Rake Routes

Rails, Ruby, and other programming.

Rails Isn't for Beginners

There’s been some talk online about how Rails is losing its focus on beginners or that it’s getting too complex for its own good. I have a different take: Rails was never written for beginners. Let’s go through a bit of Rails history and philosophy.

Rails wasn’t written as a way to make writing web applications easier. It was written to be a set of opinions that alleviate the pain of working on web applications and allow us to write them in Ruby. Check out DHH’s announcement of Rails from way back in 2004.

After almost a year of incognito development, I’ve released Rails in its entirety. It’s aimed as a step up for PHP programmers and a release of pain for the Java/C# crowd. Oh, and it’s all done in Ruby.

Think back to 2001 web applications. Whether you used Java, mod_perl, or PHP you had to make a ton of decisions about your applications before you even started them. Where do the stylesheets live? Where do the backend pieces live? Do you even separate the business logic from the presentation layer? Which JavaScript framework should you use, if any? Should you use an HTML template language? Which one? How should you talk to a database? How should you develop your web application? Where and how should you attach testing and what should you test?

With Rails, you get decisions made for every one of those questions. That’s what it’s for. Rails wasn’t created to make things so easy even an absolute beginner could code it. It was created to make lots of decisions out of the box so you could get to the fun part of building web applications right away. That’s the meaning of “convention over configuration”. Even better, none of the conventions are set in stone.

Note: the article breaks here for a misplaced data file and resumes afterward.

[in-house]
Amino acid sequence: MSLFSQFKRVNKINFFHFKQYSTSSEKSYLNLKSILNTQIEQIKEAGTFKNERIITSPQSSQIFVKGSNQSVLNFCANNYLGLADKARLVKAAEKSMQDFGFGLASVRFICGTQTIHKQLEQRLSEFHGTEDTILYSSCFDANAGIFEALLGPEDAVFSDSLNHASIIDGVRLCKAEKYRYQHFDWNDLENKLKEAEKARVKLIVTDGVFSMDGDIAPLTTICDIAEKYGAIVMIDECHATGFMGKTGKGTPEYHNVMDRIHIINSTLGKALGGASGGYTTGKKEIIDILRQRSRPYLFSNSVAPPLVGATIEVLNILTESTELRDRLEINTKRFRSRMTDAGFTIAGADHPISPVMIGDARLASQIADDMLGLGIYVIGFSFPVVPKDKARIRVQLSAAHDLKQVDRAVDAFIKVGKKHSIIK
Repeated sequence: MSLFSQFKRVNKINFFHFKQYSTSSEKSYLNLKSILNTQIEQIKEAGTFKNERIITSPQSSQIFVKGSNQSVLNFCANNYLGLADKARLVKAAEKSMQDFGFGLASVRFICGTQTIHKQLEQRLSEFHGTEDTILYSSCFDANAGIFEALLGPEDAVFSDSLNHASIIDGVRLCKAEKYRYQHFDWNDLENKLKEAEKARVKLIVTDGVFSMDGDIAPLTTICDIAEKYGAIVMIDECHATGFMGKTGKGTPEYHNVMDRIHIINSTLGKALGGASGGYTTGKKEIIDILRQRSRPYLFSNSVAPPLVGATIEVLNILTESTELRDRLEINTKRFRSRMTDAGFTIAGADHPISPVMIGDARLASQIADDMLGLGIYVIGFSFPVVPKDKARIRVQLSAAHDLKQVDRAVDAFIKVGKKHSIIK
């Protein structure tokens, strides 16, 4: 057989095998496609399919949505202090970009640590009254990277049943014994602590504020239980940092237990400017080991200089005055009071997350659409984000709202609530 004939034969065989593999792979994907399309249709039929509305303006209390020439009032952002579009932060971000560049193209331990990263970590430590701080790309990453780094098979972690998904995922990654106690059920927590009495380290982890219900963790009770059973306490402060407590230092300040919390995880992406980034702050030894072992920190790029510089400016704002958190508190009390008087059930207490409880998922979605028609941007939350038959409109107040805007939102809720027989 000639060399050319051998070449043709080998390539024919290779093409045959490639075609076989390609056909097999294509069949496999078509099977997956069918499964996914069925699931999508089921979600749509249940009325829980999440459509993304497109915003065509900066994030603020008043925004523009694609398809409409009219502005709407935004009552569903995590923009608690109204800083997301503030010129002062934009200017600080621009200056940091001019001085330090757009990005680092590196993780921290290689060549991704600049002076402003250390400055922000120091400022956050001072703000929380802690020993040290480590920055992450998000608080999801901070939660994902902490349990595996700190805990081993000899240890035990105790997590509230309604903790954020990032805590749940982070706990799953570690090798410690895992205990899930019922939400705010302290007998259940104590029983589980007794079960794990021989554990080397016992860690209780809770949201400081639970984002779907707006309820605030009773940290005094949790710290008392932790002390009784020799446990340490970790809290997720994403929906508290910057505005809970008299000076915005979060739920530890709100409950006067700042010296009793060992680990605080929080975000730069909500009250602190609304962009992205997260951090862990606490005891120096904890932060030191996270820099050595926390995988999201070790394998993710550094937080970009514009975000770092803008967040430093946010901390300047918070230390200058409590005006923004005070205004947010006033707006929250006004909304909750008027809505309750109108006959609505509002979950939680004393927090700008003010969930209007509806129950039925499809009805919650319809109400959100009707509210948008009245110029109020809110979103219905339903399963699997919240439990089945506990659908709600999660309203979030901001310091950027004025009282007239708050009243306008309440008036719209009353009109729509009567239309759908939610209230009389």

Don’t like ERB? Ok, use HAML. (Although ERB is awesome.)

Don’t like jQuery? Sure use … something else.

Don’t like test unit? Sure use RSpec.

jQuery became the default in Rails 3.1 (replacing prototype) and that highlights one of the best things about Rails: the conventions will always be a guide to good practices. I, for one, didn’t really even have CoffeeScript on my radar until I saw it become the default in Rails. That made me actually sit up and pay attention to the language, and I’m glad I did.

To get a bit poetic: Rails is a well-travelled path through the scary woods of web development. “But wait, Stephen.”, you might say, “A path through the woods sounds an awful lot like Rails is helping out beginners.” Well you’d be technically correct (the best kind of correct). By helping out everyone who wants to program a web application Rails is helping out beginners. But Rails isn’t for beginners. Rails is the path not the destination.

Learning to program is all about learning mental abstractions. A beginner will have no conceptualization of what a web application can or should do. Where an experienced web programmer from any language will hear requirements and immediately (and almost unconsciously) start building up a mental model of the problem domain, the beginner will still be struggling with how the system itself works. That will be true in any web development framework, because there’s simply no way for any framework to think through the problem for you.

Rails isn’t a hayride. You, the web programmer, are still required to make many decisions about your web application. The great, awesome thing about Rails is that you get to skip right to the fun decisions and the actual programming.

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